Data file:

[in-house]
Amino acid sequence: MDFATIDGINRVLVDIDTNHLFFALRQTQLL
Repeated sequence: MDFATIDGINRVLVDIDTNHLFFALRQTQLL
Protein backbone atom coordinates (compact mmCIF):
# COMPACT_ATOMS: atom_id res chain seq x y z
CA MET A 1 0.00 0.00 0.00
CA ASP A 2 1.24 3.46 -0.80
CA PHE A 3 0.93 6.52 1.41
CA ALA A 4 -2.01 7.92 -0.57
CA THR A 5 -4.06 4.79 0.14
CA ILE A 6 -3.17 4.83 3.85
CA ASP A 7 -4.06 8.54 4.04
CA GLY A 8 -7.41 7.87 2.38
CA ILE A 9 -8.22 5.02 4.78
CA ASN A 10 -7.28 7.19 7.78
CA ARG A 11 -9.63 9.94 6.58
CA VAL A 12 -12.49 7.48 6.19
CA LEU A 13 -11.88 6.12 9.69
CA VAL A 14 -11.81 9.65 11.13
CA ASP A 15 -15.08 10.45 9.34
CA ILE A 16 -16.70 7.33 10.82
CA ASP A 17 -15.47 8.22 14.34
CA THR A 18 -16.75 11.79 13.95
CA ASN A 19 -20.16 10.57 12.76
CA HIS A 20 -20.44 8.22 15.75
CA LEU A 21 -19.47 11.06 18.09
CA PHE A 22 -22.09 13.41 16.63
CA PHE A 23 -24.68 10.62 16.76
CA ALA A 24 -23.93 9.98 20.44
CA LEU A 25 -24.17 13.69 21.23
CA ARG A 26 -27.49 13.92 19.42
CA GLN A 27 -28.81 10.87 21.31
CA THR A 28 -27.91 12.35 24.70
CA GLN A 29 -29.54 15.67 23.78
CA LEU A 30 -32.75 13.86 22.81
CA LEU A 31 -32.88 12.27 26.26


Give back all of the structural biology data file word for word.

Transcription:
[in-house]
Amino acid sequence: MDFATIDGINRVLVDIDTNHLFFALRQTQLL
Repeated sequence: MDFATIDGINRVLVDIDTNHLFFALRQTQLL
Protein backbone atom coordinates (compact mmCIF):
# COMPACT_ATOMS: atom_id res chain seq x y z
CA MET A 1 0.00 0.00 0.00
CA ASP A 2 1.24 3.46 -0.80
CA PHE A 3 0.93 6.52 1.41
CA ALA A 4 -2.01 7.92 -0.57
CA THR A 5 -4.06 4.79 0.14
CA ILE A 6 -3.17 4.83 3.85
CA ASP A 7 -4.06 8.54 4.04
CA GLY A 8 -7.41 7.87 2.38
CA ILE A 9 -8.22 5.02 4.78
CA ASN A 10 -7.28 7.19 7.78
CA ARG A 11 -9.63 9.94 6.58
CA VAL A 12 -12.49 7.48 6.19
CA LEU A 13 -11.88 6.12 9.69
CA VAL A 14 -11.81 9.65 11.13
CA ASP A 15 -15.08 10.45 9.34
CA ILE A 16 -16.70 7.33 10.82
CA ASP A 17 -15.47 8.22 14.34
CA THR A 18 -16.75 11.79 13.95
CA ASN A 19 -20.16 10.57 12.76
CA HIS A 20 -20.44 8.22 15.75
CA LEU A 21 -19.47 11.06 18.09
CA PHE A 22 -22.09 13.41 16.63
CA PHE A 23 -24.68 10.62 16.76
CA ALA A 24 -23.93 9.98 20.44
CA LEU A 25 -24.17 13.69 21.23
CA ARG A 26 -27.49 13.92 19.42
CA GLN A 27 -28.81 10.87 21.31
CA THR A 28 -27.91 12.35 24.70
CA GLN A 29 -29.54 15.67 23.78
CA LEU A 30 -32.75 13.86 22.81
CA LEU A 31 -32.88 12.27 26.26